Doug Mastriano, electoral denier advised by Christian “prophets,” announces he will not run for Senate


Doug Mastriano, the Republican Pennsylvania state senator known for his ties to far-right extremists and his involvement in former President Donald Trump’s attempt to falsify the 2020 election results, announced Thursday night that he will not run for the US Senate will run despite having done so. He hinted for weeks that he was about to launch his campaign.

Mastriano made the surprise announcement alongside his wife Rebbie during a Facebook Live video.

“At that point, we made a decision not to run for the US Senate, but to continue serving in Harrisburg,” Mastriano said, referring to the state capital. “So I know that’s going to be disappointing for some, but not disappointing for others because you’re like, ‘Who’s going to take his place?’ You know, ‘Who’s going to be our voice in Harrisburg?’”

Mastriano added that he would support whoever becomes the Republican nominee for the Senate seat “because I don’t want other Republican candidates to go through what we went through last year when our own party betrayed us” — a reference to his belief that the party did not adequately support him during his run for governor of Pennsylvania.

Mastriano had previously indicated he would run for the 2024 race, although other Republicans feared his candidacy could jeopardize the party’s chances of gaining control of the US Senate. Those concerns stemmed largely from Mastriano’s poor performance in last year’s gubernatorial election, where he lost to Democrat Josh Shapiro by around 800,000 votes.

Republicans in the Senate, according to a recent report in Politico, had viewed Mastriano as unelectable and hoped to support Dave McCormick in the state primary. McCormick, a former hedge fund CEO, ran for Senate in the GOP primary last year and narrowly lost to TV star Mehmet Oz.

Even Trump — who backed Mastriano during the 2022 Republican gubernatorial primary — had reportedly done so expressed private concerns that Mastrianos’ name on the 2024 ticket could hurt the former president’s chances of winning back the White House.

Pennsylvania State Assemblyman Russ Diamond released one 14 tweet thread Earlier this week he begged others not to support Mastriano.

“Today, I call on all level-headed PA Republicans to join my call in demanding that Doug Mastriano abandon any plans he may have for running for the US Senate in 2024,” he wrote.

Diamond also shared a screenshot of a text message he apparently sent to Mastriano last month.

“Your performance as the Republican leader over the past year undoubtedly contributed to the Republicans losing control of the PA House of Representatives,” the text read. “And I fear that will happen again in 2024 because nothing has changed in the state to mitigate that impact.”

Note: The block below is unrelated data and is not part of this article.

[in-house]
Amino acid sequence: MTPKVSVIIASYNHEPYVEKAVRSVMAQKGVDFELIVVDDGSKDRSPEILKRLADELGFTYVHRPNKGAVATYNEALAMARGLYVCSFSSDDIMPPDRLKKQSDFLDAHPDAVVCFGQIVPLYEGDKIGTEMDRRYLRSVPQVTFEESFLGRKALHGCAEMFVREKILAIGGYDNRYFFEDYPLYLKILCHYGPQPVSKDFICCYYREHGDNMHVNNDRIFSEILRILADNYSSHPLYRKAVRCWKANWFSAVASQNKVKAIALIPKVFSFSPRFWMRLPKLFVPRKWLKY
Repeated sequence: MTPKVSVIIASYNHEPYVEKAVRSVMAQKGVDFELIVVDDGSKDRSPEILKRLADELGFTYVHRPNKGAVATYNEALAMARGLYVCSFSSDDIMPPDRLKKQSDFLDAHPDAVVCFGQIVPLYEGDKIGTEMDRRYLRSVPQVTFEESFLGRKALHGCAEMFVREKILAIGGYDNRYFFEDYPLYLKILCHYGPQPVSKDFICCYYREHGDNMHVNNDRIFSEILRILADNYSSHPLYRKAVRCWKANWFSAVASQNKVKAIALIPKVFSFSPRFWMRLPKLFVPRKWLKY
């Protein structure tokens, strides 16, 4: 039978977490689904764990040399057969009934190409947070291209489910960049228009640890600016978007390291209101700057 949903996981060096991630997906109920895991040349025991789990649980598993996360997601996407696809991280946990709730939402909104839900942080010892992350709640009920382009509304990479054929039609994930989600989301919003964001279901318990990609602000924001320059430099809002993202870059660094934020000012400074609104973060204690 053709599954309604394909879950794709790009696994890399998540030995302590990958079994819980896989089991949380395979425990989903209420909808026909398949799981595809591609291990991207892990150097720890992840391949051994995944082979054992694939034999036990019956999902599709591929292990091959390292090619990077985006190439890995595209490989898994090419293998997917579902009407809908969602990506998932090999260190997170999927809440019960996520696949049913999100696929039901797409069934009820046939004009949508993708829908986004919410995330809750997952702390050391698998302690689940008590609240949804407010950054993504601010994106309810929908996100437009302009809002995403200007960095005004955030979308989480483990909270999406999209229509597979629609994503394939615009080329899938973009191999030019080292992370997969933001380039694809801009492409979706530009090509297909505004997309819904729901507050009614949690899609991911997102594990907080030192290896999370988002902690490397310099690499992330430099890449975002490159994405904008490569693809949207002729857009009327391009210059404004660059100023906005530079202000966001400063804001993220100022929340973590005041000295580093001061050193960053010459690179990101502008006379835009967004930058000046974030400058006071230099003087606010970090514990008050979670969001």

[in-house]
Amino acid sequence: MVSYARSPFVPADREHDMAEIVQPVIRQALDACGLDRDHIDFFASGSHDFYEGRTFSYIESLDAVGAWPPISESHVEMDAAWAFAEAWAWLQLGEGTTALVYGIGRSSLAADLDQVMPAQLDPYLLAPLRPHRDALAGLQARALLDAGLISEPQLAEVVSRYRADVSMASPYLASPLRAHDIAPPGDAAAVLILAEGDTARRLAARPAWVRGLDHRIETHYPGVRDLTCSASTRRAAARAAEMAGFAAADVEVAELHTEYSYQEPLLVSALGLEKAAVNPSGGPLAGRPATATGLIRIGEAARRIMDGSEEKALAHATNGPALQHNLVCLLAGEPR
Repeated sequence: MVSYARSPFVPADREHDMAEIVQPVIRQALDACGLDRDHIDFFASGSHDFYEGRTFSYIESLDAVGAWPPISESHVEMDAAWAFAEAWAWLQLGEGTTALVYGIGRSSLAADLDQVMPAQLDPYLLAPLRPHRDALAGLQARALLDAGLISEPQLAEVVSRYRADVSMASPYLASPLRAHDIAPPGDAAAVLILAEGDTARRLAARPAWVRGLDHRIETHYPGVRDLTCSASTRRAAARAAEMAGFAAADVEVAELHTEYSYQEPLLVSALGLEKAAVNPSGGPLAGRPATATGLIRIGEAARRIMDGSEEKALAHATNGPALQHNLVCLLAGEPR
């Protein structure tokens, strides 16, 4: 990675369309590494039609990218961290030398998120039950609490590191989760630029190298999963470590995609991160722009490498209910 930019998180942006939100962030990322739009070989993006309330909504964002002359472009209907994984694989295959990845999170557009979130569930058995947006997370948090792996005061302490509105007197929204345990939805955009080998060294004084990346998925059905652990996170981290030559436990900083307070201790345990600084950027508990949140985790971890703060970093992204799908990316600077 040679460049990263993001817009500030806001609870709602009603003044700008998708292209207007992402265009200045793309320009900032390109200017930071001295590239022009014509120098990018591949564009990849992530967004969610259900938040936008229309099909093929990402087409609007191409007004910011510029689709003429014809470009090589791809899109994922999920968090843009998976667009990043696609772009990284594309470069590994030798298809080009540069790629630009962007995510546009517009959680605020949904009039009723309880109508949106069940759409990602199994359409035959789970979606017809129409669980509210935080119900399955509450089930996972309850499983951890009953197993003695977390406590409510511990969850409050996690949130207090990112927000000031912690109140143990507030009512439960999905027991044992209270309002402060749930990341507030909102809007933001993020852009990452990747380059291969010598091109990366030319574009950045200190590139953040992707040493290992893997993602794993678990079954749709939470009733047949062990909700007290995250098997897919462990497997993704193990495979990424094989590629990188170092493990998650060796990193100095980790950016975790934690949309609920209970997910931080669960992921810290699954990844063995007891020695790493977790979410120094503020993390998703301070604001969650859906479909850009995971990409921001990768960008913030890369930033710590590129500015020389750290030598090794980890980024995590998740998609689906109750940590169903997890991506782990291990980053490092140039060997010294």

Mastriano brushed aside such concerns in an interview with reporters earlier this week.

Mastriano further described the criticism as “irrelevant”.

“It’s the tree falling in the forest, nobody hears it,” he said.

a march Opinion poll A poll conducted by Public Policy Polling found that Mastriano is leading McCormick by up to 18 percentage points in a possible primary race. A Franklin & Marshall College Opinion poll However, as of April, incumbent Democratic Senator Bob Casey was showing Mastriano by 16 points in a general election campaign.

Mastriano first emerged as a national figure in 2020 when he attempted to pass a resolution in the Pennsylvania State Senate to overturn Joe Biden’s victory in the key presidential campaign state and hand the election to Trump.

On January 6, 2021, Mastriano organized buses in Pennsylvania to send his supporters to the “Stop the Steal” rally in Washington, DC that eventually led to an attack on the US Capitol. During the riot, Mastriano was spotted marching near the steps to the Capitol as rioters ran past police barricades.

He later gave testimony before a House committee investigating the January 6 riot.

When Mastriano ran for governor in 2022, he spearheaded an island campaign that was hostile to mainstream media. His Democratic opponent Shapiro often pointed to Mastriano’s unpopular positions on issues such as abortion — which the Republican wanted to ban without exception for rape, incest, or saving the mother’s life.

Shapiro also highlighted the Mastriano campaign’s far-reaching ties to far-right extremism, including paying consultant fees for a social media platform run by a racist anti-Semite; The set a man with ties to a militia group as a security guard; and appearances by Mastriano at meetings of the faithful QAnon conspiracy theory.

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Mastriano, who frequently appealed to his apocalyptic Christian faith, also appeared at his side seeking advice self-proclaimed “prophets” like campaign manager Vishal Jetnarayan who did that called that he speaks directly to God.

Julie Green, another “prophetess”, frequent appeared campaigning with Mastriano, once introduced him to a QAnon event in Gettysburg by reciting a message she claimed to have received from above.

“Yes, Doug, I’m here for you and I haven’t left you,” Green said calledreading the supposed message of God. “The time has come for their great downfall and the great theft to be undone. So keep your faith in me.”

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